Food and Recipes

kick you in the bundt

Many of my co-workers have refined pallets. They live inside the city, eat at all the new restaurants and love tasting all kinds of food. I’m that girl who is a little more hesitant when it comes to trying new things. It’s not that I’m not open, but my fear of anything with mayonnaise or ranch dressing causes me to interrogate the wait staff, especially when it comes to restaurants I haven’t visited before.

As I’ve said before, James and I aren’t really eater-outers. We do venture out as a treat for special occasions, but even then, we frequently come to an agreement that we could have cooked the meal better ourselves. (But I do enjoy going out to eat with girlfriends every so often. It gives me a chance to try new things and enjoy someone else catering cooking for me.)

So, it comes as no surprise that I’m not a frequent diner at international restaurants, unless you consider Mexican food international, because I’m a huge fan of Taqueria del Sol and Pure Taqueria.

The great thing about working off North Druid Hills is that I’m in the heart of international food territory, and my co-workers have pushed me out of my comfort zone to try cuisines I would have never tried on my own. Not all of these experiences have been great, but they’ve definitely helped me to be more open-minded about food.

Roughly a year and a half ago, they talked me into trying India food. I can’t even remember the restaurant we dined at, but I do remember that I left hungry, trying all six dishes on my plate but not liking any of them. Since that trip, if we ever brainstorm where to go for lunch, I always say, “Anything but Indian.”

But on Thursday, we celebrated the birthdays of two of my co-workers, the biggest foodies in the group. Since we’re celebrating their big days, it only makes sense that they get to choose the restaurant. I was secretly gunning for Violette’s, a quaint French restaurant that serves amazing Boeuf Bourguignon. Hello meat! But, I was given a week’s notice that the celebratory restaurant of choice was Cafe Bombay. I mustered up my courage, slapped on a smile and gave myself a daily pep talk of ‘you can do it.’

The morning of their birthday lunch, I considered packing my own lunch as a back up in case I didn’t like anything again. But gave my self a verbal slap on the wrist and faced the day with an open mind.

At noon, we headed over to celebrate, and, to be honest, I was a little overwhelmed with the three buffets. The first was full of rice and breads. The second had salad and lots of white sauces that reminded me of the dreaded ranch dressing. But the third buffet table was mainly meat, and I made a bee-line for it as I finally let out a sigh of relief. I had found my calling. I sampled Chicken Tikki Masala, Chicken 65 with sautéed veggies, some goat dish and creamed spinach. Chicken Tikki Masala was the clear winner, and I went back for seconds.

I don’t think Indian food will ever be a top choice for me, but now, at least I know I can find something I like to eat at Indian restaurants.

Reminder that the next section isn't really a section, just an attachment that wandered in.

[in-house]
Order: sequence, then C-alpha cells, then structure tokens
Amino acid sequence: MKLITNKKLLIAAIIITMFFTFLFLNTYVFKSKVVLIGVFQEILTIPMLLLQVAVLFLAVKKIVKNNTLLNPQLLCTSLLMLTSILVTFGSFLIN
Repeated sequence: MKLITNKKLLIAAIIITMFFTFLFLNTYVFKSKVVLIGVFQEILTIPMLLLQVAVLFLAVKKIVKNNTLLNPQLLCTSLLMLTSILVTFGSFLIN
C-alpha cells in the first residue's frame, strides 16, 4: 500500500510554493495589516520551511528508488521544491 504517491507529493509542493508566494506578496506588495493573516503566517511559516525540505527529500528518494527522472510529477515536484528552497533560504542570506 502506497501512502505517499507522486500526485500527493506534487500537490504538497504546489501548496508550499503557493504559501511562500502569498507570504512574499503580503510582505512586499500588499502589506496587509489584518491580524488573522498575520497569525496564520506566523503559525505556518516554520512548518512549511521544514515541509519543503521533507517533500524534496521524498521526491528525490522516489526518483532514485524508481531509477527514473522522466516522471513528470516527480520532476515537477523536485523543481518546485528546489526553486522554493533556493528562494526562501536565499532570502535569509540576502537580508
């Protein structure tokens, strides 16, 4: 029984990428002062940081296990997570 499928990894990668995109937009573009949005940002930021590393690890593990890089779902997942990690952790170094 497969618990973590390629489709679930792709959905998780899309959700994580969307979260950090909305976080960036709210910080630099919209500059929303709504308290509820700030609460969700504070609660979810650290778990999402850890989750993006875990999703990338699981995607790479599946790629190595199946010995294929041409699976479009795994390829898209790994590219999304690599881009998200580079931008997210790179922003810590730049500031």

This birthday lunch gave me an excuse to experiment by making a gluten-free cake. I came across a recipe for a Foolproof Gluten-Free Cake, and decided to adapt it a bit to my liking. I was pleasantly surprised with how it turned out. It was so good that I could easily choose this over normal chocolate cake, even the glutenous Triple Chocolate Cake I featured in my first-ever blog post.

Iced Chocolate Bundt Cake

  • 1/2 cup butter, softened
  • 3/4 cup palm sugar
  • 5 eggs
  • 1/2 cup cocoa
  • 1/2 cup almond milk
  • 1 tsp vanilla
  • 1 cup coconut flour
  • 1/2 tsp baking soda
  • 1/2 tsp salt
  • 1/4 tsp gluten-free baking powder


  • 5 tbsp butter, softened
  • 1/3 cup palm sugar
  • 8 oz cream cheese, softened
  • 1/3 cup cocoa
  • 1/4 cup honey
  • 1 tsp vanilla
1. Preheat oven to 350 degrees.

2. In medium mixing bowl, blend butter and palm sugar.

3. Beat in eggs, one at a time.
4. Beat in cocoa, then rest of ingredients.
5. Grease bundt pan, dust with cocoa and fill with batter. Most recipes dust with flour, but I thought this was a great gluten-free alternative. Can’t believe I didn’t think of it myself. It was also mentioned in the Tropical Traditions recipe.
6. Bake for 30 to 40 minutes on 350 degrees. After about 25 minutes, I checked to see if the cake was done every 5 minutes by using a toothpick.
7. Take it out of the pan to cool.
8. Meanwhile create icing by microwaving butter and palm sugar until melted.
9. Transfer to mixing bowl, and add cream cheese, cocoa, honey and vanilla. Blend.
10. Once cake has cooled, ice and devour.


I'm a full-time wife and semi-stay-at-home mom to four young kids. Day to day, I help my husband with his small business, but when I have any extra time, you can find me cooking or being active outdoors with my family. We live at the foothills of the North Georgia mountains and are embracing modern homesteading month by month.


  1. Thanks for the recommendation Kristin!

    Lisa, I just started following you so I can’t wait to try some of your recipes.

    Withoutadornment, the cake was definitely more dense than one with wheat flour, but not near as dense as the brownies my husband makes that are a mix of coconut flour and various nut meal. The icing really made it–but I’ve always been an icing kind of gal.

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